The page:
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Teva and Takeda appoint head of Japanese generics venture

Hiroshi Matsumori will lead partnership of Teva’s generics portfolio and Takeda brands
Japan

Teva and Takeda have officially launched their Japanese joint venture and named Hiroshi Matsumori as its chief executive.

Teva and Takeda first announced their intention to set up the JV last November, saying at the time it would tap into the "growing importance of generic medicines" in the country.

The new entity will sell Teva's portfolio of generic medicines as well as some Takeda products and extends an existing partnership between the two companies for branded products, including Teva's multiple sclerosis therapy Copaxone (glatiramer acetate).

Teva will have a 51% stake in the new company with Takeda owning the remaining 49%, according to the two firms. It will initially operate as Teva Takeda Yakuhin but will change its name later this year to Teva Takeda Pharma.

The JV will operate independently of its parents and will combine Teva's huge portfolio of generics - bolstered by its $40.5bn deal to buy Allergan's generics business - with Takeda's strong brand recognition in Japan.

Teva's global generic medicines head Siggi Olafsson said in a statement: "Japan is one of the fastest growing generics markets in the world.

"We expect its high growth to continue to be driven by social requirements such as increased patients' needs for a stable supply of affordable high quality medicines and reduction of healthcare expenditures."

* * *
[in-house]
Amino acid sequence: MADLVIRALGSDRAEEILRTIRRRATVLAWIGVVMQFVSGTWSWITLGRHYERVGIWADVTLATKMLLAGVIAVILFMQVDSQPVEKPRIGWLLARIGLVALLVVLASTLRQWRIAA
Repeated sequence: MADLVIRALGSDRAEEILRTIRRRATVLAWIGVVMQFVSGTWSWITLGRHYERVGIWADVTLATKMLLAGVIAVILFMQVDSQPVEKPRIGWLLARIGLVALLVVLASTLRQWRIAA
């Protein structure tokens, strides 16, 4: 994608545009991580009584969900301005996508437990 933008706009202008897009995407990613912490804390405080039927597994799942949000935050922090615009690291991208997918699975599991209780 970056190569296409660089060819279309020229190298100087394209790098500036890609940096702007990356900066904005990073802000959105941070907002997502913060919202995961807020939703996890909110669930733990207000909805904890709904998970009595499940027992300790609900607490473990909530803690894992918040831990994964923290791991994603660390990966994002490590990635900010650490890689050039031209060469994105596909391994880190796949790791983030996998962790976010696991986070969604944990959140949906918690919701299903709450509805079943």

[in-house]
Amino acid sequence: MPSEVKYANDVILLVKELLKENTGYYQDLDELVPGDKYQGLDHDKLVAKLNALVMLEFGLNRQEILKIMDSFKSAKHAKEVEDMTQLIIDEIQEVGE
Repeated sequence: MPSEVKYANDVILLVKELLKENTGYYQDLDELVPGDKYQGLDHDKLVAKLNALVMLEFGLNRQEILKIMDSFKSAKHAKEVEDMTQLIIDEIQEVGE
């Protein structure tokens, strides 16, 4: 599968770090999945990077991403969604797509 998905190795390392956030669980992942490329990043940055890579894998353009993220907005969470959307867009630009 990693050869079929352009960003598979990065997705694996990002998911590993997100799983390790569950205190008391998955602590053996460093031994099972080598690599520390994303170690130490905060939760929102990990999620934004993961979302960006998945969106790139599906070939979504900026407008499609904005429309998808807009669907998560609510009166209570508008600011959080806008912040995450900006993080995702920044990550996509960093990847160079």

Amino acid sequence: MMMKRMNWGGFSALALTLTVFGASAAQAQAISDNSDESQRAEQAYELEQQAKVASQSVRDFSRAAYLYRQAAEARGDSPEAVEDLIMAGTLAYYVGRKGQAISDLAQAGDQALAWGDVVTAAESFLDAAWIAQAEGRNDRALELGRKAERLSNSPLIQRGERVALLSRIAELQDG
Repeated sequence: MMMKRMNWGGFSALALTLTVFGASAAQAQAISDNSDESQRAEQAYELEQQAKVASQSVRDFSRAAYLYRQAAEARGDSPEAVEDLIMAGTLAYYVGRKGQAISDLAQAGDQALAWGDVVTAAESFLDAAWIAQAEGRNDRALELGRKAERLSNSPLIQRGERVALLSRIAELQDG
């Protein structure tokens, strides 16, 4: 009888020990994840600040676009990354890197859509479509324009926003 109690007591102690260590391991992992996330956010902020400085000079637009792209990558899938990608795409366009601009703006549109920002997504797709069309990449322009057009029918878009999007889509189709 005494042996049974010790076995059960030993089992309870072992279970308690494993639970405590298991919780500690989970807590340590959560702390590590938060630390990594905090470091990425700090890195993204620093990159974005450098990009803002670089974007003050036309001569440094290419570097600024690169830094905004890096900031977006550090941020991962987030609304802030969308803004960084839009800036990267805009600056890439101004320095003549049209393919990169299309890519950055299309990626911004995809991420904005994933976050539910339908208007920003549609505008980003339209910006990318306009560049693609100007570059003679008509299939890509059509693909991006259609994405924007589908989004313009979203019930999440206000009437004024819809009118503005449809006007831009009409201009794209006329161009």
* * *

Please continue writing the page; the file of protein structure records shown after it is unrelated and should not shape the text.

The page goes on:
The company has previously highlighted its intention to expand its global presence in the fiercely contested generics sector, particularly in emerging markets such as China and Brazil. Now it has significantly boosted its position in Japan, the world's second-largest pharma market.

The market share of generic drugs in Japan's $95bn pharma market is expected to grow sharply, thanks to government incentives to boost the use of cheaper off-patent drugs in the healthcare system, according to BMI Research.

The Japanese government has pledged to achieve 80% generic penetration by the end of fiscal year 2020.

At the same time, Japan's domestic drugmakers are seeing revenues from older (long-listed) products come under increasing pressure.

Towards the end of last year, the government announced a re-pricing rule - due to be implemented this month - that could see price cuts of 25-50% for long-listed drugs, to the consternation of the Japan Pharmaceutical Manufacturers Association (JPMA).

Japan's Ministry of Finance has predicted that the drug price cuts will save a total of JPY 174bn ($1.4bn) in expenditures, says BMI.

Article by
Phil Taylor

5th April 2016

From: Sales

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